Final Statement

whowaswho

Who was who, who did what, where and when

Final Statement

Casina Pio IV, 12-13 April 2019

            After the 2013 Via humanitatis Symposium of this Academy, which perfectly described the main routes of the morphological and cultural evolution of Man, the aim of this workshop was, of course, not to reproduce the same topic half a dozen years later, but to present very recent and intriguing discoveries in the same fields of Paleoanthropology and Prehistory (new fossils, new artefacts, new datings), asking new questions, and to debate their possible significance. Twenty scientists from all over the world, the actual discoverers of these new data, were invited to the Vatican for two days to discuss their discoveries. This short Statement will try to summarise the conclusions emerging from these very dense forty-eight hours.

            The workshop started from the beginning, by describing the three earliest Hominids ever found: Sahelanthropus, 7 million years old, from Chad; Orrorin, 6 million years old, from Kenya; and Ardipithecus, 4.4 to 5.8 million years old, from Ethiopia. These three Hominids, not described in the 2013 Symposium, give three fascinating insights into what our Miocene ancestors might have looked like: standing, walking and climbing Beings, eating fruits off the trees and roots in the ground, tropical and African, equipped with what was still a small brain, and living in some sort of open forest, bushy savannah and grasslands (a mosaic landscape a bit like the Okavango delta), probably more humid than previously thought. Their diversity, even though they share common features, is already impressive and may mean that these first Prehumans had already adapted themselves to a multiplicity of ecological niches.

            The following chapter of our history is documented by the (also) very diversified world of what we call the Australopithecus-Kenyanthropus complex, found all around the African forest, in a sort of tropical concentric belt, less humid than the previous environment, going from Chad to South Africa across the whole of Eastern Africa. It’s a very brilliant time, a Prehumanity that still has a double locomotion and still has a small brain, but that may have started to make tools (3.3 million years old, in Kenya) and to eat meat (cut marks, 3.4 million years old, in Ethiopia).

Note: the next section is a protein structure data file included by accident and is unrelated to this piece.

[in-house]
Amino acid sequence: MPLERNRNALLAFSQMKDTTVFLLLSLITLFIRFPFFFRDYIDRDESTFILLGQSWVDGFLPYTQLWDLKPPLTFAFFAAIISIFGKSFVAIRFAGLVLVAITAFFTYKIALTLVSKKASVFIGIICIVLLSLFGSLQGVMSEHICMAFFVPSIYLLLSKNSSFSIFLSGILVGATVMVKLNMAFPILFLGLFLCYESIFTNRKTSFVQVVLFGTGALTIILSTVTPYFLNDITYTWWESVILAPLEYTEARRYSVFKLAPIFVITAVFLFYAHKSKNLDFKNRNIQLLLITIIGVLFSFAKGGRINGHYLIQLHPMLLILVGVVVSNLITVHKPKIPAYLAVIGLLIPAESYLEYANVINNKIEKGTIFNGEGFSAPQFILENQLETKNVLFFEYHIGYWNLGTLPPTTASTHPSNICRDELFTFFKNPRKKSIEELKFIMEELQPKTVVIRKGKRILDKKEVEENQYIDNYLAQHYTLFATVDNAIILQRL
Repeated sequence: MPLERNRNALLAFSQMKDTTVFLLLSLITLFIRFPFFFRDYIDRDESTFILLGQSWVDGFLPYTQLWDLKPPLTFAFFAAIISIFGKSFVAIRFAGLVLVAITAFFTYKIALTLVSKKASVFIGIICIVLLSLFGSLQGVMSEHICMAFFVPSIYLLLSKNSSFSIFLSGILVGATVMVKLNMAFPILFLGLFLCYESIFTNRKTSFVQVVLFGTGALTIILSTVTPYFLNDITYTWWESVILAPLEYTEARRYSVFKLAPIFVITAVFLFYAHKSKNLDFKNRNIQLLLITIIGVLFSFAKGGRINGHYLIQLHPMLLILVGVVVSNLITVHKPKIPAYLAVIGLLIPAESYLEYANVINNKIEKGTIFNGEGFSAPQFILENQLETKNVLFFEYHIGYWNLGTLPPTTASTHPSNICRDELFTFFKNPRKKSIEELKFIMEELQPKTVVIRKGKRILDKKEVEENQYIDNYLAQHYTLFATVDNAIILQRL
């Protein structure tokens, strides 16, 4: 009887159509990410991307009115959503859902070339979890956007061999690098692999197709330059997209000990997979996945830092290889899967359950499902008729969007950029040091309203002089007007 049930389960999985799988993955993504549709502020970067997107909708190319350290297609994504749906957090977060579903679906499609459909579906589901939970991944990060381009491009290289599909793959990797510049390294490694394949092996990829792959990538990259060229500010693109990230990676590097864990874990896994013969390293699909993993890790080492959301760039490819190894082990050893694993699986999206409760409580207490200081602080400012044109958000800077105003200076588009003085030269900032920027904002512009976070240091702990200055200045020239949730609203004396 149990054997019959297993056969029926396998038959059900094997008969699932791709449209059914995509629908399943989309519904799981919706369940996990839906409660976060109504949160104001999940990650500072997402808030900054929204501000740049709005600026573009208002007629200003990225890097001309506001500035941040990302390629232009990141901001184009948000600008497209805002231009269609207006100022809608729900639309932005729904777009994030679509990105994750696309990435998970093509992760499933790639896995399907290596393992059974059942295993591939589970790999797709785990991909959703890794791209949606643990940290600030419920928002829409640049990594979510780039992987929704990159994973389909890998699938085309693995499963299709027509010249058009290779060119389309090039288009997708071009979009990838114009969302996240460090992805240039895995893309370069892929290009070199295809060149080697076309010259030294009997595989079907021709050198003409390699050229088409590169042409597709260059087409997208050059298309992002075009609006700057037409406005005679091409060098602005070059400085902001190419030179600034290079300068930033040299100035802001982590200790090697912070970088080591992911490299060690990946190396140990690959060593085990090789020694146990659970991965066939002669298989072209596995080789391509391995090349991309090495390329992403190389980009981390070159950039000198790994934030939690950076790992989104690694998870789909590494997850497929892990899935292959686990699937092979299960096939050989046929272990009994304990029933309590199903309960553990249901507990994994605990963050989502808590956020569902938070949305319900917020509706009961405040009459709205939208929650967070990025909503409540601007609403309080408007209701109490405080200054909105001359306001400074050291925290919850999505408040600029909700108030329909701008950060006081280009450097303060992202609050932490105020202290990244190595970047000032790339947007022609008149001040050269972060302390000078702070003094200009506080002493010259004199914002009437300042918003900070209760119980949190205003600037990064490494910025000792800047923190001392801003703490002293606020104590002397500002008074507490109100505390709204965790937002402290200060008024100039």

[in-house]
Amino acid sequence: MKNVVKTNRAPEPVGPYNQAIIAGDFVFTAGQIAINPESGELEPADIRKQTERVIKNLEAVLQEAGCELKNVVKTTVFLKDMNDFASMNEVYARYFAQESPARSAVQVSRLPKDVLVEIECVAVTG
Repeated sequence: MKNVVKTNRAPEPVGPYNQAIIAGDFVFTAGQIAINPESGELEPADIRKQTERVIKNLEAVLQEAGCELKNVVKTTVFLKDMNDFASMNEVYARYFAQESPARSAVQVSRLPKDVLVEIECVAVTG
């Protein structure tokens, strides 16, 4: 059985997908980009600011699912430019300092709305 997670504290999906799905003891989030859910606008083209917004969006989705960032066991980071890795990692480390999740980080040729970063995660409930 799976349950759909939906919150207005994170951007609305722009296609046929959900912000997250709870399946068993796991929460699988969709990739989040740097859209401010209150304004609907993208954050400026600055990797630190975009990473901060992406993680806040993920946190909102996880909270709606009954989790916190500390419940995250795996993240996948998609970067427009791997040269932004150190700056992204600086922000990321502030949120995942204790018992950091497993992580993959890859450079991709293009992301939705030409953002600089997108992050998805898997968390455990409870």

A change in climate, a real drought, happened around three million years ago, and with it the need for all living species to adapt to this new environment to survive. This will be the reason for the emergence in Eastern Africa and, maybe a bit later, in Southern Africa, of the genus Paranthropus, robust, still vegetarian and still with a small brain; the emergence in Southern Africa, of new Australopithecines, walking and running better but still with a small brain, and, last but not least, the emergence in Eastern and Southern Africa of the genus Homo, small, omnivorous (eating also meat), and with a clearly bigger brain. The main idea emerging from this workshop is again the incredible diversity of the Hominids living at that time, and the consecutive difficulty we have to make good diagnoses and determinations of the numerous fossils we have found. Who was who? The situation looks like a “soft” change, in the Hominid’s morphology as well as in their behaviour, to achieve the right adaptation to the new, dryer climate and landscapes. The French palaeontologist and Jesuit, Reverend Fr Pierre Teilhard de Chardin, beautifully wrote about this most important time: “L’Homme est entré sans bruit!” (Man entered without a sound!) We would have loved, in our Cartesian mind, to have a clear distinction between the “Period Before Man” and the “Man Period”. We may be obliged, according to the current research, to think differently. It’s not a question of lack of evolutive reactivity on the part of Australopithecines, but, probably, the need for just a slight, progressive adaptability which resulted in this odd Being, called Man, capable of talking (articulated speech) and thinking “better” (Homo is supposed to know that he knows).